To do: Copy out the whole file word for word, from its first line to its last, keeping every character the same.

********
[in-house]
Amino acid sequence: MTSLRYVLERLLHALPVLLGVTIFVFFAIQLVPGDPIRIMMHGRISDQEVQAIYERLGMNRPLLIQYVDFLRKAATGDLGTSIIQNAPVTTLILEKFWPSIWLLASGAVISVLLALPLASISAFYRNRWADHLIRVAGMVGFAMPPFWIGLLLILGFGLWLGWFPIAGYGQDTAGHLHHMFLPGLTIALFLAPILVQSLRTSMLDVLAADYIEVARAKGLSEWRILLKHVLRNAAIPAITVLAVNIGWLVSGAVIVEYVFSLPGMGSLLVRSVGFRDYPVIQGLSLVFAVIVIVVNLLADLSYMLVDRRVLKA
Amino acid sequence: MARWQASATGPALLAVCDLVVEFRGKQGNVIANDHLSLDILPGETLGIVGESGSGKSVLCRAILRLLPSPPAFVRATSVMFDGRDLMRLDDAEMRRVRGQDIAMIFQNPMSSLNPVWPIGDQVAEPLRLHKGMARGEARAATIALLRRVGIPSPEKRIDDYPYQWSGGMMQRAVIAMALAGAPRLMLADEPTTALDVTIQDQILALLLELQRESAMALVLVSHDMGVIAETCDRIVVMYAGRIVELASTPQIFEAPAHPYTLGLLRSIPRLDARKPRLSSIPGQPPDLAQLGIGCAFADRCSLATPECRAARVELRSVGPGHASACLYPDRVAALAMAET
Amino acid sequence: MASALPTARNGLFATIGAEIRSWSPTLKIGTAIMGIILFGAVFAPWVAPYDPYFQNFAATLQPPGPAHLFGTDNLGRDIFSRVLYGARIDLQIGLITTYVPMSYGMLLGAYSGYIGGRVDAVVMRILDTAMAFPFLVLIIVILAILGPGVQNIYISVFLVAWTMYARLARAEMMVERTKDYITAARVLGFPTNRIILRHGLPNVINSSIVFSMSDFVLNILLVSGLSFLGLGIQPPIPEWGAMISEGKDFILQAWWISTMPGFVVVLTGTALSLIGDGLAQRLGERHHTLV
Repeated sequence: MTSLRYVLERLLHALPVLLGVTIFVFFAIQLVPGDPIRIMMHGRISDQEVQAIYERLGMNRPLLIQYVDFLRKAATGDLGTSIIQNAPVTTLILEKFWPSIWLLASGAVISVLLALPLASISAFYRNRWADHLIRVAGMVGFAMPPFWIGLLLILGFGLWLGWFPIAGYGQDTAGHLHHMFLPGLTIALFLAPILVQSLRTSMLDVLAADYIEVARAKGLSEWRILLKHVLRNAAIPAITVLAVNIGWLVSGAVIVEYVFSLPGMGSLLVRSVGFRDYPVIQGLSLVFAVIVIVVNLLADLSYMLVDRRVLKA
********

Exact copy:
[in-house]
Amino acid sequence: MTSLRYVLERLLHALPVLLGVTIFVFFAIQLVPGDPIRIMMHGRISDQEVQAIYERLGMNRPLLIQYVDFLRKAATGDLGTSIIQNAPVTTLILEKFWPSIWLLASGAVISVLLALPLASISAFYRNRWADHLIRVAGMVGFAMPPFWIGLLLILGFGLWLGWFPIAGYGQDTAGHLHHMFLPGLTIALFLAPILVQSLRTSMLDVLAADYIEVARAKGLSEWRILLKHVLRNAAIPAITVLAVNIGWLVSGAVIVEYVFSLPGMGSLLVRSVGFRDYPVIQGLSLVFAVIVIVVNLLADLSYMLVDRRVLKA
Amino acid sequence: MARWQASATGPALLAVCDLVVEFRGKQGNVIANDHLSLDILPGETLGIVGESGSGKSVLCRAILRLLPSPPAFVRATSVMFDGRDLMRLDDAEMRRVRGQDIAMIFQNPMSSLNPVWPIGDQVAEPLRLHKGMARGEARAATIALLRRVGIPSPEKRIDDYPYQWSGGMMQRAVIAMALAGAPRLMLADEPTTALDVTIQDQILALLLELQRESAMALVLVSHDMGVIAETCDRIVVMYAGRIVELASTPQIFEAPAHPYTLGLLRSIPRLDARKPRLSSIPGQPPDLAQLGIGCAFADRCSLATPECRAARVELRSVGPGHASACLYPDRVAALAMAET
Amino acid sequence: MASALPTARNGLFATIGAEIRSWSPTLKIGTAIMGIILFGAVFAPWVAPYDPYFQNFAATLQPPGPAHLFGTDNLGRDIFSRVLYGARIDLQIGLITTYVPMSYGMLLGAYSGYIGGRVDAVVMRILDTAMAFPFLVLIIVILAILGPGVQNIYISVFLVAWTMYARLARAEMMVERTKDYITAARVLGFPTNRIILRHGLPNVINSSIVFSMSDFVLNILLVSGLSFLGLGIQPPIPEWGAMISEGKDFILQAWWISTMPGFVVVLTGTALSLIGDGLAQRLGERHHTLV
Repeated sequence: MTSLRYVLERLLHALPVLLGVTIFVFFAIQLVPGDPIRIMMHGRISDQEVQAIYERLGMNRPLLIQYVDFLRKAATGDLGTSIIQNAPVTTLILEKFWPSIWLLASGAVISVLLALPLASISAFYRNRWADHLIRVAGMVGFAMPPFWIGLLLILGFGLWLGWFPIAGYGQDTAGHLHHMFLPGLTIALFLAPILVQSLRTSMLDVLAADYIEVARAKGLSEWRILLKHVLRNAAIPAITVLAVNIGWLVSGAVIVEYVFSLPGMGSLLVRSVGFRDYPVIQGLSLVFAVIVIVVNLLADLSYMLVDRRVLKA